Horses Living as a Herd

Casie

Hi! My name is Casie Bazay. I'm a mom, a freelance writer, and a certified equine acupressure practitioner.

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6 Responses

  1. AnneMarie says:

    Dear Casie,

    You are so right about this!
    Even though I have an ‘inverted’ herd with 3 geldings and 1 mare, they are one little family together… I will always notice the difference between the 3 boys together though as they were living together for more than 6 years before the mare joined them, but still she will find the time to divide her company with each of them in a row 😉

    My eldest one, who is head of the herd, is now almost 19 and not in very good health, he regularly lets the 3 others to be together while he stays behind… almost as to make them get used to be without him!
    It is amazing how these herd dynamics show between them!

    • Casie says:

      Thanks for sharing, AnneMarie. Isn’t it interesting how they interact with one another? I could watch them all day. 🙂

  2. Mary says:

    Love the article, but there are exceptions to the rule. The alpha horse who disrupts the entire herd constantly. We had a mare who would herd up the mares, force them into a corner of the pasture and wouldn’t let them out of there to graze or go to water at their leisure. They hated her. She would go butt to butt with any challenger and chew them up. We had to keep her separated, but next to the herd pasture. Accidentally one day, she got into the gelding pasture and the geldings wouldn’t tolerate her bossiness. Put her in her place. She buddied up with a former stallion and would “dog” him. Follow him any where and he was plain annoyed by her. She claimed him and would chase away any gelding that came close. Eventually, she was accepted by the herd and wasn’t so bossy. Now she’s so old (32), we worry about putting her in with the younger mares, because they will beat her up. We still separate mares and geldings, because there is such a fuss when one mare claims the geldings or vice versa. If we had more wide open spaces here, we would consider putting them out together. But they are all in small herds and quite happy with the arrangement.

    • Casie says:

      I understand that sometimes there are exceptions. Fences and smaller spaces definitely make things more difficult. I was terrified for many years to turn out any new horse with my gelding, Hershey, who is the dominant horse in the group. But I learned that if I made the transition slowly, things turned out just fine. Having at least one buddy is better than none, but what I love best about keeping all of mine together now is that they move quite a bit more as a herd of four.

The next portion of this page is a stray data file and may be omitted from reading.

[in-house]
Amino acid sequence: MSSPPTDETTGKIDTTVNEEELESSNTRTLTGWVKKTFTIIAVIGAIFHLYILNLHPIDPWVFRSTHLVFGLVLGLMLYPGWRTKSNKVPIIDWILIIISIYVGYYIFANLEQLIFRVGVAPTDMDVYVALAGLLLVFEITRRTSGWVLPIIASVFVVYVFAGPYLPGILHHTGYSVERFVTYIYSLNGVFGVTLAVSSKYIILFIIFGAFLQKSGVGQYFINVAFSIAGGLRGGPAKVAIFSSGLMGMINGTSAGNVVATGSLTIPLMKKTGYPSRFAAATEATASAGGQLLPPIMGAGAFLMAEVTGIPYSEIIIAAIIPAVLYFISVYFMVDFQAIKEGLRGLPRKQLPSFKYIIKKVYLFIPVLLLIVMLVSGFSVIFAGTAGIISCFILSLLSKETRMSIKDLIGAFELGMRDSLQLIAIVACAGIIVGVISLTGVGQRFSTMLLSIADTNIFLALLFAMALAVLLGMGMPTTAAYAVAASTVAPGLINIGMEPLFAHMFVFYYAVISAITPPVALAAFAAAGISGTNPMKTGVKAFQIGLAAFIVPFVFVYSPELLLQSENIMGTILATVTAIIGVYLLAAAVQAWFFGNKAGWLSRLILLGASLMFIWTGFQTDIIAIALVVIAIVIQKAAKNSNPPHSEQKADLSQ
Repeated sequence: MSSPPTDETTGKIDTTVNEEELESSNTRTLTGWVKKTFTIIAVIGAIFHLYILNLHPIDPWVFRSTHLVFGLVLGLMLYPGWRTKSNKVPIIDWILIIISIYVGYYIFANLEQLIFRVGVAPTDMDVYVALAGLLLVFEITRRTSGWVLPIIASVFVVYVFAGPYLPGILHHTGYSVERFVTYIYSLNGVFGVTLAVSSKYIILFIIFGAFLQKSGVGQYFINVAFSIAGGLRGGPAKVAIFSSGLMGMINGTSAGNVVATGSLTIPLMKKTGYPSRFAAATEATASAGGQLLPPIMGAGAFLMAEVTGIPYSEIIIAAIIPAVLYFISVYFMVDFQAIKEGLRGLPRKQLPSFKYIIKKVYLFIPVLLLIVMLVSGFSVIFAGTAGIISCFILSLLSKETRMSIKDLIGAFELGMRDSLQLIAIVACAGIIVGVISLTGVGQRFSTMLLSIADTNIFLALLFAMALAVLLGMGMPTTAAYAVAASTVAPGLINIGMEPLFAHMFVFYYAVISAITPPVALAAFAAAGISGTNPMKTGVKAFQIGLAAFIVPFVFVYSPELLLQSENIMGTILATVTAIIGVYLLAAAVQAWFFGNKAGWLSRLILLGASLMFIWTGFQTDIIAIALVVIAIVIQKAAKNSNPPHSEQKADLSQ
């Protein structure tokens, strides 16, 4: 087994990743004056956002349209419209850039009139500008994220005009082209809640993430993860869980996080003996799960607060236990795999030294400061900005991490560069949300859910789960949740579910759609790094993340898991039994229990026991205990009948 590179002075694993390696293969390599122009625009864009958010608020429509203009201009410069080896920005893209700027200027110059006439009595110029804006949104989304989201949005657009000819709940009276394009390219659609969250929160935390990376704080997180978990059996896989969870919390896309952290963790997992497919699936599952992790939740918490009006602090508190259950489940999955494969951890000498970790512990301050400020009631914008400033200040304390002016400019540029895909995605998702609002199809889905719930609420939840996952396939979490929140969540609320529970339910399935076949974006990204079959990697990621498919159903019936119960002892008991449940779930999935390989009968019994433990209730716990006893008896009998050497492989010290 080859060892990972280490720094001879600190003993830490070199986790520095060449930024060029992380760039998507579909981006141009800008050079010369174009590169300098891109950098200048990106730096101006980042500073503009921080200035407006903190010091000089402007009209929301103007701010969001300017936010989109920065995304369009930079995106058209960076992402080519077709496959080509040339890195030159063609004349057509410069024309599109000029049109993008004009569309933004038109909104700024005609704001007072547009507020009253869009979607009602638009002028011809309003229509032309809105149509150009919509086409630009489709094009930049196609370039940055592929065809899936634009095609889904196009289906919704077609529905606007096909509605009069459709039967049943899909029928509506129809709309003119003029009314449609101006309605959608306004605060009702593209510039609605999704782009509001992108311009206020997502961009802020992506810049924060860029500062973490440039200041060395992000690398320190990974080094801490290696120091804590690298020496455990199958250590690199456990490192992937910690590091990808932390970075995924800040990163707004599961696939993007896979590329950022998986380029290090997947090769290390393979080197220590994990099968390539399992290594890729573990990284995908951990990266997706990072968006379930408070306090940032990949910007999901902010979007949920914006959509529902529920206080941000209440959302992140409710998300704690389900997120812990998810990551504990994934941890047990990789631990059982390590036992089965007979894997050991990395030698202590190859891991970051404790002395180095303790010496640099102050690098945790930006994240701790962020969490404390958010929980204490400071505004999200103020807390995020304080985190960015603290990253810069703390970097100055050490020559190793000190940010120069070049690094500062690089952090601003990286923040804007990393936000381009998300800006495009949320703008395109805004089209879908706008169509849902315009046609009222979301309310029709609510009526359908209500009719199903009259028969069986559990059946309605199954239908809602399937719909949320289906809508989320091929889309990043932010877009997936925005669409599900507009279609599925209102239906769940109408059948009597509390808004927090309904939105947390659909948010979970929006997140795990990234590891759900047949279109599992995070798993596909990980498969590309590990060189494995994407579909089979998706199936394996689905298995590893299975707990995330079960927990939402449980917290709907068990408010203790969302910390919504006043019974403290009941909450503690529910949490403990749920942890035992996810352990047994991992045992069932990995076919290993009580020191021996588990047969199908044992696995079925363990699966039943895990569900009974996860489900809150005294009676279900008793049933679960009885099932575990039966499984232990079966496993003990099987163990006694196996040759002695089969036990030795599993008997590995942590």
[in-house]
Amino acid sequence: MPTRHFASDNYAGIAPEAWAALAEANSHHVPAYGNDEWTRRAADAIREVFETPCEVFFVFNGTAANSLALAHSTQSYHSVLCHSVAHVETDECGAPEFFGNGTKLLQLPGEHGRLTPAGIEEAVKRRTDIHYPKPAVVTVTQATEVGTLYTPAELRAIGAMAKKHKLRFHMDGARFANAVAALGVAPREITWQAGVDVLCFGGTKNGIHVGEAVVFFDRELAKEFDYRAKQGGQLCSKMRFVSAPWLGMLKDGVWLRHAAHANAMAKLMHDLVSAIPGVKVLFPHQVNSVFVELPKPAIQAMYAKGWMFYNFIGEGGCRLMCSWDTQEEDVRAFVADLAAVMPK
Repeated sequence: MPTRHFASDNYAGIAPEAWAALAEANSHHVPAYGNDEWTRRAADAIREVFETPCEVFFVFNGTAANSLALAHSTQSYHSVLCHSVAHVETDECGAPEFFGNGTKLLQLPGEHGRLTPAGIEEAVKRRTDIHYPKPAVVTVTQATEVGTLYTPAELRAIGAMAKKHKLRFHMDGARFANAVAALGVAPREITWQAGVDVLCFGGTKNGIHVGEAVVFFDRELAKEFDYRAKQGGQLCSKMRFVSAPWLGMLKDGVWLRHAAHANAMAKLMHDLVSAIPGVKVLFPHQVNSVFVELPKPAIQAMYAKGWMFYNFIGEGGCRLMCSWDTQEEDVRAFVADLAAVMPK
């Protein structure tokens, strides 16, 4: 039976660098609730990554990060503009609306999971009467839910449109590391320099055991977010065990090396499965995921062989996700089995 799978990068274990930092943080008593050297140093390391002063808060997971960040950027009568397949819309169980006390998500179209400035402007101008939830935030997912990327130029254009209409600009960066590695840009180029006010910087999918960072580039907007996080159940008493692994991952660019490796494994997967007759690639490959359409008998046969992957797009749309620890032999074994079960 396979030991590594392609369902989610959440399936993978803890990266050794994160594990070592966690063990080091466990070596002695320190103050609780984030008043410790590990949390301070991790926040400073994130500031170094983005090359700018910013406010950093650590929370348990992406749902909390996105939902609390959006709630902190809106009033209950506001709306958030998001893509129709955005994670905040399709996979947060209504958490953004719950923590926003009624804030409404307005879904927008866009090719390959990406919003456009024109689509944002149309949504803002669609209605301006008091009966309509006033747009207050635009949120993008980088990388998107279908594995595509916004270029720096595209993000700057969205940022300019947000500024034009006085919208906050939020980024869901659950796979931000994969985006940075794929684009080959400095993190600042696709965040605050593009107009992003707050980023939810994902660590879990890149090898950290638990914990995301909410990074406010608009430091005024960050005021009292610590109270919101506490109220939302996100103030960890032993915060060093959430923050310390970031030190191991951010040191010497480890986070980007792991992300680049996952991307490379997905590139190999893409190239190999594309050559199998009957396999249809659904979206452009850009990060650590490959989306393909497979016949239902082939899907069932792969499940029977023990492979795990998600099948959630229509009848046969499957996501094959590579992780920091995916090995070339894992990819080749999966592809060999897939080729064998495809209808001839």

3. Jill O'Brien says:

    Enjoyed your article/s. From a childhood ‘dream’ horse person, and only ever seeing horses in paddocks, I am lucky to have about 60 acres and 6 horses, with a few goats looking after the property. Over the past 15yrs we have had the odd horse come and go, but in each case they were geldings. Things changed when I first introduced a mare, but one of my oldies is a true caring gentleman (always used for introducing new furbabies) always minded how she was treated. Then came a small, and young, gelding that had recently been a working stallion, and, the same time a slightly younger gelding, but big and full of play. Initially, separation was essential, but I introduced each one slowly until they each figured out where they all stood, and giving the young ex-stallion time to realise his new job and it’s taken 2 years but they all now run happily together in a herd. I love watching them interact. Although I do feed a simple ‘treat sized’ meal at night and share varying amounts (according to season and pasture condition) of hay, amongst all 6 and 9 goats. The 3 oldies 20, 27 & 28, regulate the space between the two young frisky ones and the mare stands guard some of the time, but also prefers the comfort of old General – she will most certainly miss him when his time is up.

    • Casie says:

      Thanks for sharing, Jill. There’s nothing I love more than watching my herd interact with each other. 🙂

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